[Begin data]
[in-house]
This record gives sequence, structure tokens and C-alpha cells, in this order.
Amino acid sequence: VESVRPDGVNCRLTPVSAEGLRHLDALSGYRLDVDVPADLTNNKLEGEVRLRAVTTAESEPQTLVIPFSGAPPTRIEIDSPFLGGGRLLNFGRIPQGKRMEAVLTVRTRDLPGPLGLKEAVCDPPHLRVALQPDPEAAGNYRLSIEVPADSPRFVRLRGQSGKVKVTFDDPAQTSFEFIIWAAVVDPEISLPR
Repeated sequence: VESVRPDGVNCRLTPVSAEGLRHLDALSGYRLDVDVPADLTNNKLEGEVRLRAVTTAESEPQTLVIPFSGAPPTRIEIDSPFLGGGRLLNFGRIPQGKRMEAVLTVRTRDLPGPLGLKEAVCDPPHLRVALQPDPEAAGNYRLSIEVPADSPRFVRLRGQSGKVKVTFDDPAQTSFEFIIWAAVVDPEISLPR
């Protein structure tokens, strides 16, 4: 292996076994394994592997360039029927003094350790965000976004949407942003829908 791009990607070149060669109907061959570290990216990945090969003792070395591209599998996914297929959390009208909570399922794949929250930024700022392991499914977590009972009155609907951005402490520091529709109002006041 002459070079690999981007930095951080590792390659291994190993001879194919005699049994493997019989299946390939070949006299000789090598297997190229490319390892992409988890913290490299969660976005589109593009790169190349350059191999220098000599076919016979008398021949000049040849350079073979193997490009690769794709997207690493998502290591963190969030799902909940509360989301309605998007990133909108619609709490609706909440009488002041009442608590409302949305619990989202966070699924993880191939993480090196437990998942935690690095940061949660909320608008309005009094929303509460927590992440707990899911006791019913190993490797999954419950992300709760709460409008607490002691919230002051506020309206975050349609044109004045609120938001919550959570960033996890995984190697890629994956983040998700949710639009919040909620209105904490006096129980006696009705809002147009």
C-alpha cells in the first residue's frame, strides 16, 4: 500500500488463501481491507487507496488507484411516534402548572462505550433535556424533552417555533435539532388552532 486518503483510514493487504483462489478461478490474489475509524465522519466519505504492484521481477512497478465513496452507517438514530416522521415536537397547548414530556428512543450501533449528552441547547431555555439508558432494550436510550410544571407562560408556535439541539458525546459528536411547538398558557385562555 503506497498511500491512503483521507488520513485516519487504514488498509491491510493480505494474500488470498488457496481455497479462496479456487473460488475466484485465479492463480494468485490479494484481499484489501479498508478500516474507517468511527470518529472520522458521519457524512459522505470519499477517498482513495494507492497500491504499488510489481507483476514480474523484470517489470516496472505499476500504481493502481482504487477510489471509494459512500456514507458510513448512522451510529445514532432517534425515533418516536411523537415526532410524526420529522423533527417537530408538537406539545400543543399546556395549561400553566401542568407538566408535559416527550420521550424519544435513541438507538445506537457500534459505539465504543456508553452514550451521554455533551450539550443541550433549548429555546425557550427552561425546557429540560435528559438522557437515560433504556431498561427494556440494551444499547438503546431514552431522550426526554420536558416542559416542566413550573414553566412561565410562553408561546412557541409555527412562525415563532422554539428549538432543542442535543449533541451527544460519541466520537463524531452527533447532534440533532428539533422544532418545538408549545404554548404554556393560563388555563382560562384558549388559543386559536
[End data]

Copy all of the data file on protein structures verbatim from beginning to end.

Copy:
[in-house]
This record gives sequence, structure tokens and C-alpha cells, in this order.
Amino acid sequence: VESVRPDGVNCRLTPVSAEGLRHLDALSGYRLDVDVPADLTNNKLEGEVRLRAVTTAESEPQTLVIPFSGAPPTRIEIDSPFLGGGRLLNFGRIPQGKRMEAVLTVRTRDLPGPLGLKEAVCDPPHLRVALQPDPEAAGNYRLSIEVPADSPRFVRLRGQSGKVKVTFDDPAQTSFEFIIWAAVVDPEISLPR
Repeated sequence: VESVRPDGVNCRLTPVSAEGLRHLDALSGYRLDVDVPADLTNNKLEGEVRLRAVTTAESEPQTLVIPFSGAPPTRIEIDSPFLGGGRLLNFGRIPQGKRMEAVLTVRTRDLPGPLGLKEAVCDPPHLRVALQPDPEAAGNYRLSIEVPADSPRFVRLRGQSGKVKVTFDDPAQTSFEFIIWAAVVDPEISLPR
């Protein structure tokens, strides 16, 4: 292996076994394994592997360039029927003094350790965000976004949407942003829908 791009990607070149060669109907061959570290990216990945090969003792070395591209599998996914297929959390009208909570399922794949929250930024700022392991499914977590009972009155609907951005402490520091529709109002006041 002459070079690999981007930095951080590792390659291994190993001879194919005699049994493997019989299946390939070949006299000789090598297997190229490319390892992409988890913290490299969660976005589109593009790169190349350059191999220098000599076919016979008398021949000049040849350079073979193997490009690769794709997207690493998502290591963190969030799902909940509360989301309605998007990133909108619609709490609706909440009488002041009442608590409302949305619990989202966070699924993880191939993480090196437990998942935690690095940061949660909320608008309005009094929303509460927590992440707990899911006791019913190993490797999954419950992300709760709460409008607490002691919230002051506020309206975050349609044109004045609120938001919550959570960033996890995984190697890629994956983040998700949710639009919040909620209105904490006096129980006696009705809002147009």
C-alpha cells in the first residue's frame, strides 16, 4: 500500500488463501481491507487507496488507484411516534402548572462505550433535556424533552417555533435539532388552532 486518503483510514493487504483462489478461478490474489475509524465522519466519505504492484521481477512497478465513496452507517438514530416522521415536537397547548414530556428512543450501533449528552441547547431555555439508558432494550436510550410544571407562560408556535439541539458525546459528536411547538398558557385562555 503506497498511500491512503483521507488520513485516519487504514488498509491491510493480505494474500488470498488457496481455497479462496479456487473460488475466484485465479492463480494468485490479494484481499484489501479498508478500516474507517468511527470518529472520522458521519457524512459522505470519499477517498482513495494507492497500491504499488510489481507483476514480474523484470517489470516496472505499476500504481493502481482504487477510489471509494459512500456514507458510513448512522451510529445514532432517534425515533418516536411523537415526532410524526420529522423533527417537530408538537406539545400543543399546556395549561400553566401542568407538566408535559416527550420521550424519544435513541438507538445506537457500534459505539465504543456508553452514550451521554455533551450539550443541550433549548429555546425557550427552561425546557429540560435528559438522557437515560433504556431498561427494556440494551444499547438503546431514552431522550426526554420536558416542559416542566413550573414553566412561565410562553408561546412557541409555527412562525415563532422554539428549538432543542442535543449533541451527544460519541466520537463524531452527533447532534440533532428539533422544532418545538408549545404554548404554556393560563388555563382560562384558549388559543386559536